For a long time, it seemed like something had to give. After all, for as strong as the Hurricanes’ defense corps was, they couldn’t score enough goals, and their goalies couldn’t stop enough pucks.

… And then their goalies did start to make those saves, and after the Nino Niederreiter trade, the offense finally started to get the bounces they needed to generate those precious goals. While Carolina ran out of steam against Boston in Round 3, the 2019 Stanley Cup Playoffs served as a display for their strengths on defense, as much as anything else.

So maybe the Hurricanes shouldn’t mess with a good thing?

That’s the interesting thought that crops up as The Athletic’s Pierre LeBrun notes (sub required) that the Hurricanes have already reached out to Faulk’s representatives about a possible contract extension.

Faulk, 27, will see his bargain $4.833 million cap hit expire after the 2019-20 season, so the Hurricanes are in a spot where they’d certainly like to determine the veteran defenseman’s future. If both sides want to stick together, then why not hash out that cost certainty as soon as possible?

Again, if you walked out of a time machine and told me about this development in, say, October 2018, I would have been surprised. My feeling was that Hamilton would push Faulk out as the Hurricanes’ top power play QB, and that Faulk’s short contract term would make Carolina anxious to get a return, likely for a top-six forward.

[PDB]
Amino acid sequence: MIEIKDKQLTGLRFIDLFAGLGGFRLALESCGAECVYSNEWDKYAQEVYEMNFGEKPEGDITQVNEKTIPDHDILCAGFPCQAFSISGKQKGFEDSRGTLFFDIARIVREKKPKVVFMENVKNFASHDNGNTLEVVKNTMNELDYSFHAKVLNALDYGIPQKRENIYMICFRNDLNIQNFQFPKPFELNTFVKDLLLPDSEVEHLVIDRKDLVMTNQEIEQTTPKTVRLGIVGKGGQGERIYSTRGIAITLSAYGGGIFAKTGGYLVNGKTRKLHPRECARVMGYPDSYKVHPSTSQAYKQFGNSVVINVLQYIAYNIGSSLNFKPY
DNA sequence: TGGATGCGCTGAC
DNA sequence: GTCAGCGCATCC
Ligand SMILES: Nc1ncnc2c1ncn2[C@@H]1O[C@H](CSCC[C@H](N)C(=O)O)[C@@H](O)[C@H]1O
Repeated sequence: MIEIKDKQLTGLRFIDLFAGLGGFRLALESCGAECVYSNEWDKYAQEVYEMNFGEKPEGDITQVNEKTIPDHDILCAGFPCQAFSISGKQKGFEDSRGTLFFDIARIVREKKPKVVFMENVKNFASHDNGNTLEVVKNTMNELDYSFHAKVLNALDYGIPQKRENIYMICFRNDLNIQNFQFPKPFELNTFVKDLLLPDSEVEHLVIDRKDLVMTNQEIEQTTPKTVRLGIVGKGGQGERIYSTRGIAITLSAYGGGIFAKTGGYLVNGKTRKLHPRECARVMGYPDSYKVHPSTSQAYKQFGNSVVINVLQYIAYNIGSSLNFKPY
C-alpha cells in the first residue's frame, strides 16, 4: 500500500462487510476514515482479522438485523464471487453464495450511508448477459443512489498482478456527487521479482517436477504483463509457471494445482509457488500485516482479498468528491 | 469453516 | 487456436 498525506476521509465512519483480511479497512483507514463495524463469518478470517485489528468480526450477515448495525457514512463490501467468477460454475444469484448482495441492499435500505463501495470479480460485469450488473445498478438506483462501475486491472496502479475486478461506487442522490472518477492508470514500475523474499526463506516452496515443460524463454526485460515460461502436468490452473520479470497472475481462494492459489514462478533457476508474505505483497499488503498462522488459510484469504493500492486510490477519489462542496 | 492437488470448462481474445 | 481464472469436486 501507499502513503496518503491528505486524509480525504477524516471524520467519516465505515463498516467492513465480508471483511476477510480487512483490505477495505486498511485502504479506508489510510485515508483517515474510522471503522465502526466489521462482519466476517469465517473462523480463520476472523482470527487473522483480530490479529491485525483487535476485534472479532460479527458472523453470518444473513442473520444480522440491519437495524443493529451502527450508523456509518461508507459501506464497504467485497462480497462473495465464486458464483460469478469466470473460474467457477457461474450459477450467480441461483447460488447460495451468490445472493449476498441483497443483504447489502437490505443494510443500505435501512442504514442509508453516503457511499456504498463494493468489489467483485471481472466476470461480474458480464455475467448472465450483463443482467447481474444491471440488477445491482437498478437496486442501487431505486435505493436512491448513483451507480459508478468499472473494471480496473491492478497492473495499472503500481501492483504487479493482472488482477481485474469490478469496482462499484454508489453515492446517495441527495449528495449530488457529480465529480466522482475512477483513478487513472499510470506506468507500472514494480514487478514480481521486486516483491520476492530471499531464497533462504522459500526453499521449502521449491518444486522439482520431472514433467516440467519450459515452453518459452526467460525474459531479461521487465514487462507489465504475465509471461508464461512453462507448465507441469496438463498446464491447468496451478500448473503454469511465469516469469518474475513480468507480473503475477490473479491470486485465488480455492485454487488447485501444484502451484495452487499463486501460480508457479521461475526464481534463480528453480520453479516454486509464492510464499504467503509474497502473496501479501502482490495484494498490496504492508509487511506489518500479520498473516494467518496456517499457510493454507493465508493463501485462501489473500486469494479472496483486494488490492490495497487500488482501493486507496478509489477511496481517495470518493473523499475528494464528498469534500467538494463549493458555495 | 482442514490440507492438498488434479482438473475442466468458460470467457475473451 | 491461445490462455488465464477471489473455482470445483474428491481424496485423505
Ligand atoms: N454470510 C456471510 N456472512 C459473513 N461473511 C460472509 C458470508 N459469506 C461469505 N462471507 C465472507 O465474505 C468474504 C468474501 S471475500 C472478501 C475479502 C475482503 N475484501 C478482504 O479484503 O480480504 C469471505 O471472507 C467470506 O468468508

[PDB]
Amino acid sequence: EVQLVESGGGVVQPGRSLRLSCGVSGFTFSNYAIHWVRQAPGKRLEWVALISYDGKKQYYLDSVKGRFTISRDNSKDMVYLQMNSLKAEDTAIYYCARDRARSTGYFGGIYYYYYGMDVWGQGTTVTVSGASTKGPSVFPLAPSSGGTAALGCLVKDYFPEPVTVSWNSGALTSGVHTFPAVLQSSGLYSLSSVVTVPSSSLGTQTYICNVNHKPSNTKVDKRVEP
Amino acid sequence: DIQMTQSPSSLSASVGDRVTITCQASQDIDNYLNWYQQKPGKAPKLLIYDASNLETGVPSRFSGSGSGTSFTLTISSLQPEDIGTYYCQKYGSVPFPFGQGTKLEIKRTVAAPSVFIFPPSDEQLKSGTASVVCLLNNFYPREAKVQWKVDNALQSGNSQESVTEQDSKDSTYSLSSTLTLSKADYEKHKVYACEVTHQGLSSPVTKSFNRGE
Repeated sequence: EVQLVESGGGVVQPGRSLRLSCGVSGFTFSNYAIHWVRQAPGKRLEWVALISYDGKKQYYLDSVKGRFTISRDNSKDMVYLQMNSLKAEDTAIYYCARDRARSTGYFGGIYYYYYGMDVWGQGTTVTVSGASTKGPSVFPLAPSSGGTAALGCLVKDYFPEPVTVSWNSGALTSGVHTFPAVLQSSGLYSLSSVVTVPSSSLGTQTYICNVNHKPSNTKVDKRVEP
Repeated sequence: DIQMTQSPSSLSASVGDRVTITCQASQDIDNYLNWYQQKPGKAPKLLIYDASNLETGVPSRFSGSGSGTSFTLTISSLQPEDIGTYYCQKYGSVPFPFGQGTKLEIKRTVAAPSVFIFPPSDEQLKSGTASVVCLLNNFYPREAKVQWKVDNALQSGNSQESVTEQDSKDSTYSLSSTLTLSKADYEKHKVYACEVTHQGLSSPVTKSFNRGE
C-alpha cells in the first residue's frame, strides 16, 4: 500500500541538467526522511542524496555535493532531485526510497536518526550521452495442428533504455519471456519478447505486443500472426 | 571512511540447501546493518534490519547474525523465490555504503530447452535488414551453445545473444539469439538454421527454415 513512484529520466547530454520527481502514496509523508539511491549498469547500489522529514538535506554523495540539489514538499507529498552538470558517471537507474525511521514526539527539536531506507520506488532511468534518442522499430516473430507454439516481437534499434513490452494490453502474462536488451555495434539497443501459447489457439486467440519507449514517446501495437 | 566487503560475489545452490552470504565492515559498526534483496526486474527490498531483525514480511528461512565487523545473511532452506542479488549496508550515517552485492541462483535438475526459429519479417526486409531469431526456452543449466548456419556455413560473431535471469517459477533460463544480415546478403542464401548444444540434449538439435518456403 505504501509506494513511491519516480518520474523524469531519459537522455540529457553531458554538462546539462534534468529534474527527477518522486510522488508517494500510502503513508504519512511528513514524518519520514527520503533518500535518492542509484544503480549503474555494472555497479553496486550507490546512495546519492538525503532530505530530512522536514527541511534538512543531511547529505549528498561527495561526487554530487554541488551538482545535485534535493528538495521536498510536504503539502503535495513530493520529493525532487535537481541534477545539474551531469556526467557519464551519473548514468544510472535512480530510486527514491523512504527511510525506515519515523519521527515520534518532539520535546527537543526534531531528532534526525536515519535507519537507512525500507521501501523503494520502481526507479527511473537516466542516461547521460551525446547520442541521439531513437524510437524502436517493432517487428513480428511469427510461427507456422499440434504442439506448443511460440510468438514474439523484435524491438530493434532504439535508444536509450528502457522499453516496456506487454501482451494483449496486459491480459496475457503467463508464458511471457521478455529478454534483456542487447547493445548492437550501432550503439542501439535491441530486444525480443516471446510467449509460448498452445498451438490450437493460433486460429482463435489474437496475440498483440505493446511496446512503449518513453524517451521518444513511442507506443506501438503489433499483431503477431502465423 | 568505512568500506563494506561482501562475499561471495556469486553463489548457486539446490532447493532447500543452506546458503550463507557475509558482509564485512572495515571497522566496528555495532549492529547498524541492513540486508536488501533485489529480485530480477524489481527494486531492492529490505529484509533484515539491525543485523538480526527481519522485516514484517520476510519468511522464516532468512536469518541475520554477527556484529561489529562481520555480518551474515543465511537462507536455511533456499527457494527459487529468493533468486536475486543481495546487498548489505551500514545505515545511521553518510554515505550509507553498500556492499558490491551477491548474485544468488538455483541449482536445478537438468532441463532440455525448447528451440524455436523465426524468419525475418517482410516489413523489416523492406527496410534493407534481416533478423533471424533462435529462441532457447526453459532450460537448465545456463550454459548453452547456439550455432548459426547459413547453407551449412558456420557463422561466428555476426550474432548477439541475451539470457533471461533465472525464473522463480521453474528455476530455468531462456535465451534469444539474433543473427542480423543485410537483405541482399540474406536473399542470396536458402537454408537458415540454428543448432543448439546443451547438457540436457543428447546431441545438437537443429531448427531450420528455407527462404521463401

Much of that turned out to be incorrect. For better or worse, the Hurricanes stuck with Faulk as their PP QB, and Hamilton still managed to score 18 goals in 2018-19.

Perhaps the Hurricanes simply don’t like the potential value they’d get back for Faulk, even though it’s easy to envision a swap where, say, Faulk would go to the Florida Panthers for sniper Mike Hoffman. As just one example.

But maybe that’s the path for Dougie Hamilton, instead?

Hamilton’s 25, and his $5.75M cap hit only runs through 2020-21. If Faulk gets some term, he’d join a group of locked-up defensemen in Jaccob Slavin (25, $5.3M cap hit through 2024-25), Calvin de Haan (28, $4.55M through 2021-22), and Brett Pesce (24, $4.025M through 2023-24). Maybe the Hurricanes would settle on those four as their true core – along with, perhaps a prospect like Haydn Fleury or two – and Hamilton could eventually be lost in the shuffle?

Again, having too many good defensemen is an incredibly rare “problem” in the NHL, and the Hurricanes’ 2018-19 season argues that it’s not really a problem, at all. The Hurricanes could even just by themselves time it so that they can make the most beneficial, and least panic-soaked, deal possible, whether that meant trading Hamilton, Pesce, Faulk, or someone else.

And, really, the Hurricanes can’t even officially extend Faulk until July, and things could change between now and then, particularly since NHL teams love making trades during draft weekend (June 21-22).